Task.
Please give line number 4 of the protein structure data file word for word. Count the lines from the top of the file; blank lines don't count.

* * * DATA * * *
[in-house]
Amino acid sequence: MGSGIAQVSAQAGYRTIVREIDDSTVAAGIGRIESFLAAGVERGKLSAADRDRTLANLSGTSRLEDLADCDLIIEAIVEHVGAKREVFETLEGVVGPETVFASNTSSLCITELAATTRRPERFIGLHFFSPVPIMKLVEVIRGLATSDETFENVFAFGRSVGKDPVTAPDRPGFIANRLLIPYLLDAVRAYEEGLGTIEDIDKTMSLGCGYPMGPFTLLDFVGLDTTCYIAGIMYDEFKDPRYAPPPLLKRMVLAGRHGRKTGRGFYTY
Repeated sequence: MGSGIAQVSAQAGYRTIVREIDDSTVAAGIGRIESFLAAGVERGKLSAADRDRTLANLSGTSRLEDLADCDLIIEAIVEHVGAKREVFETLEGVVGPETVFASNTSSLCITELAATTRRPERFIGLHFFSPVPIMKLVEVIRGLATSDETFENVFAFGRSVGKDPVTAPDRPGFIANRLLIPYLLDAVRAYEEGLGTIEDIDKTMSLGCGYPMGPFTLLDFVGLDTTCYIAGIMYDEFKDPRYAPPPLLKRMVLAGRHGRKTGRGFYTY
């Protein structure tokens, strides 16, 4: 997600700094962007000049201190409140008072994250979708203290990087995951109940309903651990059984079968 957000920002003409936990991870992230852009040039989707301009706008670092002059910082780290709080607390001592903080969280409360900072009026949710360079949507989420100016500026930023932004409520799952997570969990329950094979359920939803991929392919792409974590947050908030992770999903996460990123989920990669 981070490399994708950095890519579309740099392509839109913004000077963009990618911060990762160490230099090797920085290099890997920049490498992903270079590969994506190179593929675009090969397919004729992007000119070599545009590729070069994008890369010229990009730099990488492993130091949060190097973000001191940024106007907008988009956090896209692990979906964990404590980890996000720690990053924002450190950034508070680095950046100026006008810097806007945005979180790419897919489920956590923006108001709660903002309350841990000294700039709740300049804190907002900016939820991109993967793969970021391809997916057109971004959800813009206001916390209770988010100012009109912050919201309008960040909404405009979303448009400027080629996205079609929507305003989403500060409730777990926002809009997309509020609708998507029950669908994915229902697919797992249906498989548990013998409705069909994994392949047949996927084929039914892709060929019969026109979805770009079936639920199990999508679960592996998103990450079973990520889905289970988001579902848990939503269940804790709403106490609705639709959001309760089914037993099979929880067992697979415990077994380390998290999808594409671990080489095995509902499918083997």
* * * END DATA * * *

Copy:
């Protein structure tokens, strides 16, 4: 997600700094962007000049201190409140008072994250979708203290990087995951109940309903651990059984079968 957000920002003409936990991870992230852009040039989707301009706008670092002059910082780290709080607390001592903080969280409360900072009026949710360079949507989420100016500026930023932004409520799952997570969990329950094979359920939803991929392919792409974590947050908030992770999903996460990123989920990669 981070490399994708950095890519579309740099392509839109913004000077963009990618911060990762160490230099090797920085290099890997920049490498992903270079590969994506190179593929675009090969397919004729992007000119070599545009590729070069994008890369010229990009730099990488492993130091949060190097973000001191940024106007907008988009956090896209692990979906964990404590980890996000720690990053924002450190950034508070680095950046100026006008810097806007945005979180790419897919489920956590923006108001709660903002309350841990000294700039709740300049804190907002900016939820991109993967793969970021391809997916057109971004959800813009206001916390209770988010100012009109912050919201309008960040909404405009979303448009400027080629996205079609929507305003989403500060409730777990926002809009997309509020609708998507029950669908994915229902697919797992249906498989548990013998409705069909994994392949047949996927084929039914892709060929019969026109979805770009079936639920199990999508679960592996998103990450079973990520889905289970988001579902848990939503269940804790709403106490609705639709959001309760089914037993099979929880067992697979415990077994380390998290999808594409671990080489095995509902499918083997």